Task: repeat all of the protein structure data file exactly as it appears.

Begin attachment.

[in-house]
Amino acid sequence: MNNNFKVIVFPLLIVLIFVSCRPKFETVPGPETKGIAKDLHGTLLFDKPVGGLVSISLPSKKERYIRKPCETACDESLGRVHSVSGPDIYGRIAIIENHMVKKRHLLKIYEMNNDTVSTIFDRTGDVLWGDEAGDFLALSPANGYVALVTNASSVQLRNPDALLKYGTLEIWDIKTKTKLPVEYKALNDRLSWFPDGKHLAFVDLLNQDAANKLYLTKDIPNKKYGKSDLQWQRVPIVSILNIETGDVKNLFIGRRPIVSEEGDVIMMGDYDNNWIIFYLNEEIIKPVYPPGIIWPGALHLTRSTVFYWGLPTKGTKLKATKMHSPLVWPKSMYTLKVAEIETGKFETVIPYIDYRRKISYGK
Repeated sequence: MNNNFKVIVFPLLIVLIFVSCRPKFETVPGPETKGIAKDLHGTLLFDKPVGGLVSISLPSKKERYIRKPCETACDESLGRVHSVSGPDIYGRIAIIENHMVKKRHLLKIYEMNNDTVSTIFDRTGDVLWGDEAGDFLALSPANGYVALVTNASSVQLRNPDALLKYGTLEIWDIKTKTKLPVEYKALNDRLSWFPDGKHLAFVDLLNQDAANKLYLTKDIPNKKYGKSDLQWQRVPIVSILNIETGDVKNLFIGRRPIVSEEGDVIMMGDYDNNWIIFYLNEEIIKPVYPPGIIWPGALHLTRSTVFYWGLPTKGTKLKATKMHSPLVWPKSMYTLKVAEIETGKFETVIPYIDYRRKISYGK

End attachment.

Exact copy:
[in-house]
Amino acid sequence: MNNNFKVIVFPLLIVLIFVSCRPKFETVPGPETKGIAKDLHGTLLFDKPVGGLVSISLPSKKERYIRKPCETACDESLGRVHSVSGPDIYGRIAIIENHMVKKRHLLKIYEMNNDTVSTIFDRTGDVLWGDEAGDFLALSPANGYVALVTNASSVQLRNPDALLKYGTLEIWDIKTKTKLPVEYKALNDRLSWFPDGKHLAFVDLLNQDAANKLYLTKDIPNKKYGKSDLQWQRVPIVSILNIETGDVKNLFIGRRPIVSEEGDVIMMGDYDNNWIIFYLNEEIIKPVYPPGIIWPGALHLTRSTVFYWGLPTKGTKLKATKMHSPLVWPKSMYTLKVAEIETGKFETVIPYIDYRRKISYGK
Repeated sequence: MNNNFKVIVFPLLIVLIFVSCRPKFETVPGPETKGIAKDLHGTLLFDKPVGGLVSISLPSKKERYIRKPCETACDESLGRVHSVSGPDIYGRIAIIENHMVKKRHLLKIYEMNNDTVSTIFDRTGDVLWGDEAGDFLALSPANGYVALVTNASSVQLRNPDALLKYGTLEIWDIKTKTKLPVEYKALNDRLSWFPDGKHLAFVDLLNQDAANKLYLTKDIPNKKYGKSDLQWQRVPIVSILNIETGDVKNLFIGRRPIVSEEGDVIMMGDYDNNWIIFYLNEEIIKPVYPPGIIWPGALHLTRSTVFYWGLPTKGTKLKATKMHSPLVWPKSMYTLKVAEIETGKFETVIPYIDYRRKISYGK